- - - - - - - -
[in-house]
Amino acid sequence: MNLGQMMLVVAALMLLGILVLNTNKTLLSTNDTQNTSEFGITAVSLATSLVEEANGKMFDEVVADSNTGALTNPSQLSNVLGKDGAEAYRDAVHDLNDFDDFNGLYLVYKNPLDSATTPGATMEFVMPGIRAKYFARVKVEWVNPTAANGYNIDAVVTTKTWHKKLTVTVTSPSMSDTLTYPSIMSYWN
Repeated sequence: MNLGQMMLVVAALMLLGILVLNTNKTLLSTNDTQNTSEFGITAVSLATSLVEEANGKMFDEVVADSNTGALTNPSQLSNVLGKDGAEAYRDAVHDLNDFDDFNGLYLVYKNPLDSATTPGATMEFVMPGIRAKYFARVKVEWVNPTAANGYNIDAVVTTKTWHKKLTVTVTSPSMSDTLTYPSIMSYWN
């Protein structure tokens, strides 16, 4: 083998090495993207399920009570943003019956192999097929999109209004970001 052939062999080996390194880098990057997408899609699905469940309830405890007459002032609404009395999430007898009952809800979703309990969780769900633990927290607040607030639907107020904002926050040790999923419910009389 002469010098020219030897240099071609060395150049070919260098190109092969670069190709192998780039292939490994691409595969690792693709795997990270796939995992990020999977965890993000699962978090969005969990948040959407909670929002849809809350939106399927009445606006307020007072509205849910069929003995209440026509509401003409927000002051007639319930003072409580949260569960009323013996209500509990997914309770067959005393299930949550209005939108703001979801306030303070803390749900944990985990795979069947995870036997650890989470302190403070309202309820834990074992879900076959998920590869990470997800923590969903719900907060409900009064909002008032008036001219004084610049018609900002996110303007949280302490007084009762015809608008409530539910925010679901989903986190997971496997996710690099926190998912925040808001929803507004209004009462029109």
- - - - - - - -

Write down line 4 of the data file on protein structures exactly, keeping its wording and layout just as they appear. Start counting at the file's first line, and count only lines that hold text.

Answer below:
């Protein structure tokens, strides 16, 4: 083998090495993207399920009570943003019956192999097929999109209004970001 052939062999080996390194880098990057997408899609699905469940309830405890007459002032609404009395999430007898009952809800979703309990969780769900633990927290607040607030639907107020904002926050040790999923419910009389 002469010098020219030897240099071609060395150049070919260098190109092969670069190709192998780039292939490994691409595969690792693709795997990270796939995992990020999977965890993000699962978090969005969990948040959407909670929002849809809350939106399927009445606006307020007072509205849910069929003995209440026509509401003409927000002051007639319930003072409580949260569960009323013996209500509990997914309770067959005393299930949550209005939108703001979801306030303070803390749900944990985990795979069947995870036997650890989470302190403070309202309820834990074992879900076959998920590869990470997800923590969903719900907060409900009064909002008032008036001219004084610049018609900002996110303007949280302490007084009762015809608008409530539910925010679901989903986190997971496997996710690099926190998912925040808001929803507004209004009462029109």